For the second time in two months, a U.S. Navy guided missile destroyer has collided with a cargo vessel to devastating effect.
Ten sailors are missing and at least five have been reported as injured, according to the US Navy 7th Fleet, after the USS John S. McCain was involved in a collision with Liberian-flagged oil and chemical tanker Alnic MC.
The collision was reported at 6:24 a.m. local time the morning of Monday, Aug. 21 as the vessels were east of Singapore and the Strait of Malacca.
According to the 7th Fleet, the John S. McCain was transiting to a routine port visit in Singapore when the collision occurred. The vessel, which is 505 feet long and weighs less than 9,000 tons with a full crew, sustained damage to her port side aft upon colliding with the 600 foot long, 30,000 gross ton, double-hulled tanker, which is owned by Marshall Islands-headquartered Energetic Tank Inc. and operated by Greece-based shipping company Stealth Maritime Corp. S.A.
No injuries or spillage have been reported on board the nine-year-old tanker, which like the Navy vessel, was headed to Singapore.
The John S. McCain, which is named after the father and grandfather of the U.S. senator, is homeported at Yokosuka, Japan. It was able to set sail under its own power to Changi Naval Base in Singapore, according to the Navy. Four of the injured sailors were medically evacuated by a Republic of Singapore Navy helicopter to a hospital in Singapore for non-life threatening injuries. The fifth injured sailor did not require further medical attention, the Navy said.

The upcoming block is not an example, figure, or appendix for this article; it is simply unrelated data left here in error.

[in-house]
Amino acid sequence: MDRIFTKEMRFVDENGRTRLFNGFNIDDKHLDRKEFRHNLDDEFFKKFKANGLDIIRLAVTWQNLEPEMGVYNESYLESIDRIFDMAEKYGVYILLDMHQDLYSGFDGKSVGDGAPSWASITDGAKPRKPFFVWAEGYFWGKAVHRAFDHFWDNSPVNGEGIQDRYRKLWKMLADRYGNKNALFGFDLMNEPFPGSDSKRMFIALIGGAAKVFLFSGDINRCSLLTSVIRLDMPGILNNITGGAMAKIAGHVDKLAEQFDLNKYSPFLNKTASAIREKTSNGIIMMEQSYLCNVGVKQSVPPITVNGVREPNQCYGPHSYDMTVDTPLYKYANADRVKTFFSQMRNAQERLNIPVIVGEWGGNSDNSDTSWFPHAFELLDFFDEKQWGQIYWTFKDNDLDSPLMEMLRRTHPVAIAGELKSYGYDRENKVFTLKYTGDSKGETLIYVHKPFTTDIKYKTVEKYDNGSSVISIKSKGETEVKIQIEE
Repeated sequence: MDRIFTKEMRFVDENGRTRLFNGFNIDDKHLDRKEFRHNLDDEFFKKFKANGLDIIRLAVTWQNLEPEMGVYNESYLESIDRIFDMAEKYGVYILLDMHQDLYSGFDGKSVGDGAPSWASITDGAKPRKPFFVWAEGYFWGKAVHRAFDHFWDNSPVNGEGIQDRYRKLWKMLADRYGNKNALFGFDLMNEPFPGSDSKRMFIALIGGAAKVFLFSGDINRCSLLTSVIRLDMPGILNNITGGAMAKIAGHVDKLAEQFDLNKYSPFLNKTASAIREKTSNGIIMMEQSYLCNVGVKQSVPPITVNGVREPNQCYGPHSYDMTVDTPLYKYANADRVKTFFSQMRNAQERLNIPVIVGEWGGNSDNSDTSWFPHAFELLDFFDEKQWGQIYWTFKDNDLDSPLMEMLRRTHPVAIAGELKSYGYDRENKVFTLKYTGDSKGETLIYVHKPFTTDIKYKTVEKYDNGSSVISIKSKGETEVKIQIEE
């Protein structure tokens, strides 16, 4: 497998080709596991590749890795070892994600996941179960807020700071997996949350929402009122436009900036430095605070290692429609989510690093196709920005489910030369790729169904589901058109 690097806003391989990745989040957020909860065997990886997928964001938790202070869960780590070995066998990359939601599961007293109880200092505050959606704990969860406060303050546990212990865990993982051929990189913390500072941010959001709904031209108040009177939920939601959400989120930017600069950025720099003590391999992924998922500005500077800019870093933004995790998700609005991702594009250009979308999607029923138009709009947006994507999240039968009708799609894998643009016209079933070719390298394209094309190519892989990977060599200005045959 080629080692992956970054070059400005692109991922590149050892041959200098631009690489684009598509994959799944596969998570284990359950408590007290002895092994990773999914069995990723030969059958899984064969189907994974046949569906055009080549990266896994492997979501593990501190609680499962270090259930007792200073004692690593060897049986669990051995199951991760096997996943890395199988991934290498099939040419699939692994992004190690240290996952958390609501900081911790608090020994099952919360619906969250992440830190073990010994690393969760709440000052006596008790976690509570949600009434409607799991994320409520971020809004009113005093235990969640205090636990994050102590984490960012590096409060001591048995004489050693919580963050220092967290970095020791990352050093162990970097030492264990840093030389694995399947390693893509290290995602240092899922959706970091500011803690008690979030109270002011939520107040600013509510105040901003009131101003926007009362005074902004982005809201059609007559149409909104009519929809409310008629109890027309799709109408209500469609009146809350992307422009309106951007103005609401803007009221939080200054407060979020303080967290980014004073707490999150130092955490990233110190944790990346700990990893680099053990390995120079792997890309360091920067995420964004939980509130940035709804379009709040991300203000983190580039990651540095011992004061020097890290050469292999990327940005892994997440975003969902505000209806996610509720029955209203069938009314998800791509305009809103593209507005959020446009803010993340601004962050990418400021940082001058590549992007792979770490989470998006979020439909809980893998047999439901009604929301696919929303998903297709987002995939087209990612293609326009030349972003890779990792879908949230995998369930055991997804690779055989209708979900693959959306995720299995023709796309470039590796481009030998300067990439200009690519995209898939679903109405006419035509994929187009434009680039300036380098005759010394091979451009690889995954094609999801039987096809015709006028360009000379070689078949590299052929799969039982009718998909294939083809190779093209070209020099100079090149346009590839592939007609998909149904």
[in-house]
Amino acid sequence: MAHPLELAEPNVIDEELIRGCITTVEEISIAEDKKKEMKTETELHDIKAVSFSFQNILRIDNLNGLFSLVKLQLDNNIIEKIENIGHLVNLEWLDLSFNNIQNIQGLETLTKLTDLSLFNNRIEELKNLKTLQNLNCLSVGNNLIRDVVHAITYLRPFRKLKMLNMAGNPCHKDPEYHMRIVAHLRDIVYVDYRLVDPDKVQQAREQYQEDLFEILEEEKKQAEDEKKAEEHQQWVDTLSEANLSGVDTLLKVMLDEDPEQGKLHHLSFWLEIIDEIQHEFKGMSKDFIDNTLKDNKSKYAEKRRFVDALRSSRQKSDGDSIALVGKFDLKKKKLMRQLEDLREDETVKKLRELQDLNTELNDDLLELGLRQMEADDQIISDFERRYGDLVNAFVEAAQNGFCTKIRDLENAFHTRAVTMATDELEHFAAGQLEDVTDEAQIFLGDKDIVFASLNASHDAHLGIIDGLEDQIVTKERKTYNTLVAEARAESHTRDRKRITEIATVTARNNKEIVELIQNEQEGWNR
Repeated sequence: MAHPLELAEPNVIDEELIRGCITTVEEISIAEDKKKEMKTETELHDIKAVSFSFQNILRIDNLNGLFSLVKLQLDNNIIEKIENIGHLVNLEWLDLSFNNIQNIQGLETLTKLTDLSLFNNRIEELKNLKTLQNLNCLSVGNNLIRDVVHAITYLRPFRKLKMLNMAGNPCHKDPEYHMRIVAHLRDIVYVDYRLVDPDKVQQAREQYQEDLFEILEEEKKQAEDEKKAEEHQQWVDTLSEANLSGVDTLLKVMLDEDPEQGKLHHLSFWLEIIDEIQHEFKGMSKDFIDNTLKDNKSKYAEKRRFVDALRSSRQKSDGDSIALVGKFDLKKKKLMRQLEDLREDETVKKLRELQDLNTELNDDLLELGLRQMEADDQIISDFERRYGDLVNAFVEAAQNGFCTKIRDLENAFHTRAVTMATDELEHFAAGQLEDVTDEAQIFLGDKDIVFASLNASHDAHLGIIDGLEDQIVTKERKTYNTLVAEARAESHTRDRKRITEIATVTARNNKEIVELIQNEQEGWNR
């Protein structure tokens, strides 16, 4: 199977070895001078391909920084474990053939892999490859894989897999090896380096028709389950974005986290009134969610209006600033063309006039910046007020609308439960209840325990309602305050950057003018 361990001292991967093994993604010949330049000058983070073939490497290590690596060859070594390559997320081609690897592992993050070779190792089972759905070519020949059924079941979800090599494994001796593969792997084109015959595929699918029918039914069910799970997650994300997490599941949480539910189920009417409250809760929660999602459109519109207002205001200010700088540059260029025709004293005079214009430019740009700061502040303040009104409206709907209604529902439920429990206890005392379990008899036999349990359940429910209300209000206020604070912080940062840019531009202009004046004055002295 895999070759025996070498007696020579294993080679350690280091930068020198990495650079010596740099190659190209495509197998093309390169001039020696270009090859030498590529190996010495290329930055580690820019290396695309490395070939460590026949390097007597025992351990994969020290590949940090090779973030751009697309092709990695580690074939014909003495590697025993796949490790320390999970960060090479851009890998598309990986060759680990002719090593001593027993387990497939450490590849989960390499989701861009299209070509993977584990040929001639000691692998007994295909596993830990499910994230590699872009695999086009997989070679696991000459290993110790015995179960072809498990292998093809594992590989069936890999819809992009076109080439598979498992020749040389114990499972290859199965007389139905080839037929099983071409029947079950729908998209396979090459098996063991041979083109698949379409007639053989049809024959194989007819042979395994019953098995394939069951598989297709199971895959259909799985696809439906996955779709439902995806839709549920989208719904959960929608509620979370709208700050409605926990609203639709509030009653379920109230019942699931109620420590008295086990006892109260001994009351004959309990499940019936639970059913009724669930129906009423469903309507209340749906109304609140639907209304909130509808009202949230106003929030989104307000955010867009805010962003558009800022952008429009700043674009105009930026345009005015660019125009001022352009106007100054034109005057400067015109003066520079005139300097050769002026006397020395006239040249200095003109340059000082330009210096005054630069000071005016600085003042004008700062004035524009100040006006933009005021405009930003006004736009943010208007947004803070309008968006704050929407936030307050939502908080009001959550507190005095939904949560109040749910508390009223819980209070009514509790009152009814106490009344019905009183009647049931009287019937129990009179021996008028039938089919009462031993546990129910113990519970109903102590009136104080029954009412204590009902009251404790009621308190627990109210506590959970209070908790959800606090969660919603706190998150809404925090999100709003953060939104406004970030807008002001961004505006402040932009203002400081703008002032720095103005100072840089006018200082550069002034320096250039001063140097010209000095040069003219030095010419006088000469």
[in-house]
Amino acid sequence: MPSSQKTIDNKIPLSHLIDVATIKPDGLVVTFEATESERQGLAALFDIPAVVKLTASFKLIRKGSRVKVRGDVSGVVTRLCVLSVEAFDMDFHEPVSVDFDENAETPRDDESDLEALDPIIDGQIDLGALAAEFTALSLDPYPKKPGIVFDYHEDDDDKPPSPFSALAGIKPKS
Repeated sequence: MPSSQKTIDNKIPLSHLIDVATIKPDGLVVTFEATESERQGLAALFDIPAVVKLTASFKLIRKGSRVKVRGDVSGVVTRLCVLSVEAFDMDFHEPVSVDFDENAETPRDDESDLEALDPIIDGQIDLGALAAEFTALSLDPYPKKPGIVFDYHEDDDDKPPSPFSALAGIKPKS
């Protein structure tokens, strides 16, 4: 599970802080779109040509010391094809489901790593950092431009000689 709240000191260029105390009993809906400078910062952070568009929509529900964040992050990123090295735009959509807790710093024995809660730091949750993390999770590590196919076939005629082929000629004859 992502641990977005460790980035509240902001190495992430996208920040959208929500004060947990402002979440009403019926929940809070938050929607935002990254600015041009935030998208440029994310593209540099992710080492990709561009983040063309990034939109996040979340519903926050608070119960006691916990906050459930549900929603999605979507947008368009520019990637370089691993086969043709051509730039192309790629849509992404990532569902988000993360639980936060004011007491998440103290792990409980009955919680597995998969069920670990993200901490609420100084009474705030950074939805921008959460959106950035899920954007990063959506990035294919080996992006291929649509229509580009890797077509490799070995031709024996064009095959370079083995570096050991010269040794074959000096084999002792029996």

Search and rescue efforts are currently underway in coordination with local authorities.
It was just in mid-June that seven U.S. sailors were killed and three others severely injured after the ACX Crystal, a containership chartered by Japanese ocean carrier NYK Line, collided with U.S. Navy destroyer USS Fitzgerald in the Philippine Sea.
No injuries were reported on board Philippines-flagged ACX Crystal, which is owned by Dainichi-Invest Corp. and operated by NYK, nor was any oil spilled from the vessel. However, the U.S. Navy destroyer, which is nearly four times smaller than the containership, suffered severe damage and has to be towed back to the United States for repairs.
An investigation by the 7th Fleet later found that the collision was avoidable and that both ships “demonstrated poor seamanship.” Subsequently, the Fitzgerald’s commanding officer, executive officer and command master chief were relieved of their duties, as were several junior officers.
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